The MDQ provides a more detailed assessment of PMS symptoms, which are presented in 7 PMS symptom-specific subcategories (pain, water retention, autonomic reactions, negative affect, impaired concentration, behavior change, and arousal) and 1 control subcategory for 3 different times during a woman's cycle (intermenstrual, menstrual, and premenstrual). The control category contains questions that have been reported more frequently by menopausal women but are infrequently reported by premenopausal woman and has been included in the questionnaire as an internal control for a woman's tendency to report symptoms that may not be related to PMS. Table 10 shows the mean (±sem) for the subjects' responses to the different symptom categories of the MDQ during the intervention.
|TABLE 10 |
|Mean (+sem) of Menstrual Distress Questionnaire (MDQ) results of PMS symptoms |
|for forty subjects on the medical food |
|Screening || || || || ||Significance |
|Category ||Visit ||Visit 1 ||Visit 2 ||Visit 3 ||(p) |
|Pain || || || || || |
|Intermenstrual ||69.8 (5.2) ||62.0 (3.8) ||58.3 (2.8) ||56.8 (3.0) ||0.0753 |
|Menstrual ||73.0 (3.2) ||72.0 (3.4) ||55.4 (2.5) ||53.5 (2.6) ||<0.0001 |
|Premenstrual ||81.4 (3.2) ||76.8 (3.5) ||63.1 (2.6) ||57.1 (2.9) ||<0.0001 |
|Water Retention |
|Intermenstrual ||69.1 (6.0) ||61.1 (4.6) ||55.6 (3.3) ||53.8 (2.7) ||0.0595 |
|Menstrual ||74.6 (3.3) ||71.6 (3.4) ||56.8 (2.6) ||51.8 (2.3) ||<0.0001 |
|Premenstrual ||83.4 (2.9) ||81.2 (3.7) ||64.5 (3.1) ||58.2 (2.6) ||<0.0001 |
|Autonomic Reactions |
|Intermenstrual ||56.4 (6.9) ||45.4 (3.9) ||45.1 (3.8) ||41.4 (2.8) ||0.1212 |
|Menstrual ||69.1 (4.7) ||64.1 (4.7) ||53.4 (3.1) ||50.3 (2.2) ||0.0014 |
|Premenstrual ||75.2 (5.2) ||68.7 (4.8) ||57.5 (3.5) ||53.3 (2.5) ||0.0007 |
|Negative Affect |
|Intermenstrual ||73.5 (5.6) ||64.2 (4.3) ||54.5 (2.9) ||56.0 (3.1) ||0.0045 |
|Menstrual ||78.3 (3.8) ||76.7 (3.6) ||58.4 (3.1) ||52.8 (2.6) ||<0.0001 |
|Premenstrual ||90.5 (2.2) ||84.7 (2.6) ||63.2 (2.6) ||55.3 (2.4) ||<0.0001 |
|Impaired Concentration |
|Intermenstrual ||68.3 (4.6) ||61.0 (2.8) ||56.8 (2.6) ||54.5 (2.6) ||0.0187 |
|Menstrual ||78.0 (5.6) ||79.7 (5.5) ||60.0 (3.8) ||56.1 (3.1) ||0.0002 |
|Premenstrual ||88.0 (5.5) ||87.5 (4.7) ||65.8 (3.5) ||61.4 (3.6) ||<0.0001 |
|Behavior Change |
|Intermenstrual ||67.0 (5.4) ||59.3 (3.7) ||53.4 (2.4) ||54.4 (3.0) ||0.0461 |
|Menstrual ||71.4 (4.1) ||69.3 (4.1) ||53.3 (2.3) ||48.7 (2.2) ||<0.0001 |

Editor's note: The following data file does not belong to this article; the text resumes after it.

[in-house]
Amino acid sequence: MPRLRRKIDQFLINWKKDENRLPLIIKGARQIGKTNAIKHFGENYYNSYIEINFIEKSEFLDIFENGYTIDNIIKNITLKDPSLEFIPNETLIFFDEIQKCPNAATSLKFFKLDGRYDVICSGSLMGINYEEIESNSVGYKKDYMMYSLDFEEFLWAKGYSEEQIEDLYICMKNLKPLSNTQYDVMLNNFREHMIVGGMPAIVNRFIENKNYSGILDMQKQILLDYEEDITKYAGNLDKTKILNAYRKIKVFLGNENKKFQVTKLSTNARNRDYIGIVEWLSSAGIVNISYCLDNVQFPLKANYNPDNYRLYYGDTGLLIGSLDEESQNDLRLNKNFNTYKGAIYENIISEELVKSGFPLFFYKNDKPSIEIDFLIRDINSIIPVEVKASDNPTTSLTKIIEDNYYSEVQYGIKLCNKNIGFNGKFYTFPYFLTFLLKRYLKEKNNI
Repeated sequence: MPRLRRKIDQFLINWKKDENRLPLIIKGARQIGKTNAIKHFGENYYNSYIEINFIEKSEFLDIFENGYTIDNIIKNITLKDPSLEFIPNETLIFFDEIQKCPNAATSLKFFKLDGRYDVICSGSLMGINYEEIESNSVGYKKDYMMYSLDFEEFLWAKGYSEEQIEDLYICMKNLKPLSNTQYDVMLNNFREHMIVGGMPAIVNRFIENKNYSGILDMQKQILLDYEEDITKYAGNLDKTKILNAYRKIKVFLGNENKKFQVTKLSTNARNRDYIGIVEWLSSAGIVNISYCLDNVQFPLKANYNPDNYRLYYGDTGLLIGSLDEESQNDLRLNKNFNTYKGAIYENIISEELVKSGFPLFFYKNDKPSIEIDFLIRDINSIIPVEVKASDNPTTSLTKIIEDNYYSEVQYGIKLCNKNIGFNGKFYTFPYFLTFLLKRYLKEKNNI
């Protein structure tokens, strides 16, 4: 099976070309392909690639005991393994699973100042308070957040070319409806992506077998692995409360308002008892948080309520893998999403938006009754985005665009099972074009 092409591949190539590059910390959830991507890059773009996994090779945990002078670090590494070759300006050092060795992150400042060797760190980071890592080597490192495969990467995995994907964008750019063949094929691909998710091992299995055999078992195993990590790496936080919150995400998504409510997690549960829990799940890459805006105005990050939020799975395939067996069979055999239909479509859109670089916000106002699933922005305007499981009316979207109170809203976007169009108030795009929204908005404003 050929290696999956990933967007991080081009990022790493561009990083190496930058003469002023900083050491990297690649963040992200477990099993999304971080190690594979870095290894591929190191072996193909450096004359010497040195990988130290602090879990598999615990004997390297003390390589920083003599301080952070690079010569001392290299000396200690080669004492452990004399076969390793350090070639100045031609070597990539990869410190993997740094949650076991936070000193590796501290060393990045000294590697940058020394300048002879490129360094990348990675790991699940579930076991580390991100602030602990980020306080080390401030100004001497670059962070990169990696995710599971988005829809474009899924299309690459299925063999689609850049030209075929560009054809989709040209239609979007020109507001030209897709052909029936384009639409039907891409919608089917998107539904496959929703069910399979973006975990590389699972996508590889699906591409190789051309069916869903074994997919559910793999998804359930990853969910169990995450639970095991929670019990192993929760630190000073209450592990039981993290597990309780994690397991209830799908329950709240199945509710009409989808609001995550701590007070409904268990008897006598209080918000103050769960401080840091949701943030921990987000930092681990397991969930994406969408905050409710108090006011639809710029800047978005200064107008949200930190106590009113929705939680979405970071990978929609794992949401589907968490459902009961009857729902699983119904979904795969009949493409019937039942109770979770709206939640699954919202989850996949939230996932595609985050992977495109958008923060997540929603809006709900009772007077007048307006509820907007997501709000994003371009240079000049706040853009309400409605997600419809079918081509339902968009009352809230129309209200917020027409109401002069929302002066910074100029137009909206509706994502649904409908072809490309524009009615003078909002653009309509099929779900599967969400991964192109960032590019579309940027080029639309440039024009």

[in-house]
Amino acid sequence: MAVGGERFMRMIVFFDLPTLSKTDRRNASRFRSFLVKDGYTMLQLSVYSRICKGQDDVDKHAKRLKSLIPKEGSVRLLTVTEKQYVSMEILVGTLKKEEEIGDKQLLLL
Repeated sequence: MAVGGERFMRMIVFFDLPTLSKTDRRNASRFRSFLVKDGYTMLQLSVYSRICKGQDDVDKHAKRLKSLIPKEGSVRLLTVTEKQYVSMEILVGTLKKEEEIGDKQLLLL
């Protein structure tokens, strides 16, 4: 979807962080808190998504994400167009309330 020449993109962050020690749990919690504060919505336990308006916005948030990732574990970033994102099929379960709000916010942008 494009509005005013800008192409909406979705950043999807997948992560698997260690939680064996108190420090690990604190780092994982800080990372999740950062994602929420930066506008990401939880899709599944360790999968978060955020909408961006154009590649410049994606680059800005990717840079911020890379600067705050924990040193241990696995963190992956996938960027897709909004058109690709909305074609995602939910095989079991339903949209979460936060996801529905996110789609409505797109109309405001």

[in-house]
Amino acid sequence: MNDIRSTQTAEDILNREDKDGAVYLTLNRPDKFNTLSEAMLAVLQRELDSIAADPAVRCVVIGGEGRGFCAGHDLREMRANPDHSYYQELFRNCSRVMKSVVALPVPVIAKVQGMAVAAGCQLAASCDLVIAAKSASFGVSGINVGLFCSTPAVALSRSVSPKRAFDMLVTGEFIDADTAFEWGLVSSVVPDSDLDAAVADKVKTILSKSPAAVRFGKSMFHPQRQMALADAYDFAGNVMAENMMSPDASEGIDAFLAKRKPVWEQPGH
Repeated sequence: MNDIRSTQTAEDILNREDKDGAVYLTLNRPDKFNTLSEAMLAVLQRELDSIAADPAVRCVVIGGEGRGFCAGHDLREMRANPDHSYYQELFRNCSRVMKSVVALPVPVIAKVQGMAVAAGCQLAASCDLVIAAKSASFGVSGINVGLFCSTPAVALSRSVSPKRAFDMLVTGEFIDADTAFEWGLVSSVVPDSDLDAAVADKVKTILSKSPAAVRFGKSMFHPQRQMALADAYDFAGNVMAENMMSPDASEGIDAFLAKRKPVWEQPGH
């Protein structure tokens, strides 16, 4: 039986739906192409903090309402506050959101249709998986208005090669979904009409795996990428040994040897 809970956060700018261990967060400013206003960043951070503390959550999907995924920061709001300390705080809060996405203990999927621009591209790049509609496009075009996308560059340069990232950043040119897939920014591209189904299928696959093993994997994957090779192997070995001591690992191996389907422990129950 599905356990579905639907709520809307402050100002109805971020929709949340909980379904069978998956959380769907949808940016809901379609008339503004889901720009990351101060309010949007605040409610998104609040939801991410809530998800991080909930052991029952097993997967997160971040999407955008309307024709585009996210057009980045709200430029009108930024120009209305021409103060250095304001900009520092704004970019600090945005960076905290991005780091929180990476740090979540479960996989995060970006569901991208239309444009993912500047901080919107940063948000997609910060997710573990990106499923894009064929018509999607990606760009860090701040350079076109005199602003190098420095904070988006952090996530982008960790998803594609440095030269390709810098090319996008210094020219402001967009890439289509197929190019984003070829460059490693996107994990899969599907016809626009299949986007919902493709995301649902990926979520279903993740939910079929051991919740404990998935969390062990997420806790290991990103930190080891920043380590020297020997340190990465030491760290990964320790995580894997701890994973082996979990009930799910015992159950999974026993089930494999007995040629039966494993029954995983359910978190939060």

|Premenstrual ||86.4 (5.6) ||77.5 (4.4) ||59.5 (2.9) ||54.5 (3.2) ||<0.0001 |
|Intermenstrual ||60.5 (3.1) ||57.3 (2.7) ||56.7 (2.6) ||51.4 (2.3) ||0.1242 |
|Menstrual ||55.7 (2.2) ||54.2 (2.3) ||55.7 (2.4) ||49.7 (2.3) ||0.2091 |
|Premenstrual ||53.9 (3.1) ||56.2 (2.6) ||55.4 (2.4) ||50.1 (2.2) ||0.3519 |
|Intermenstrual ||63.6 (4.6) ||58.7 (4.2) ||58.4 (5.5) ||53.5 (3.6) ||0.4723 |
|Menstrual ||62.6 (3.3) ||63.7 (5.2) ||53.1 (3.3) ||51.1 (2.2) ||0.0286 |
|Premenstrual ||71.1 (4.6) ||70.0 (4.2) ||58.3 (4.2) ||53.8 (2.9) ||0.0111 |
|# class that share a superscript do not differ significantly from each other at (=0.05, as determined by using the Tukey-Kramer honestly significant difference (HSD) analysis. |
As assessed by the MDQ, subjects reported significant improvement (p<0.0002) in pain, water retention, negative affect, impaired concentration, and behavior change during the menstrual and premenstrual times after intervention with the medical food. Subjects reported significant improvement in negative affect and behavior change (p<0.005 and p<0.05, respectively) during the intermenstrual time as well. Improvement was also noted in autonomic reactions. The control symptoms showed some improvement, but not nearing the level of significance of those of the other categories (Table 10, FIG. 2), whereas little change was reported for the arousal symptoms category.
The SF-36 quality-of-life assessment reports general health and well-being as two scores: the Physical Component Score (PCS), an indication of physical pain and ability to function; and the mental Component Score (MCS), an indication of mood and affect. The PCS and MCS are normalized to 50, which is the average score observed in a healthy population. At initiation of the trial, the subjects rated 51.2 (±1.2) on the PCS, which remained constant throughout the trial (p=0.9773). The initial MCS scores were 38.8 (±1.6) and 38.9 (±1.6) for the Screening Visit and Visit 1, respectively, well below the mean, suggesting compromised mental well-being at initiation of the trial; the MCS scores were significantly increased by the end of the trial to 47.0 (±1.5) and 48.5 (±1.4; p<0.0001) for Visit 2 and Visit 3, respectively. These results are graphically depicted in FIG. 3.
The total excretion of estrogen metabolites, as assessed by a 24-hour urinary excretion of estrone, estradiol, and estriol was significantly increased after the intervention with the medical food (p<0.005) when data from all subjects were analyzed (Table 11). When total estrogen excretion was analyzed using the geometric mean (90% confidence), an increase was observed from 49.3 (43.1−56.5) μg/24 hours initially to 69.7 (59.4−81.7) μg/24 hours after the intervention with the medical food. Some beneficial changes were noted in serum steroid hormone metabolism markers as well, such as a decrease in HCys and testosterone and an increase in progesterone, but when data from all subjects were analyzed no significant changes were observed.
|TABLE 11 |
|Serum and urinary markers associated with hormone transport, |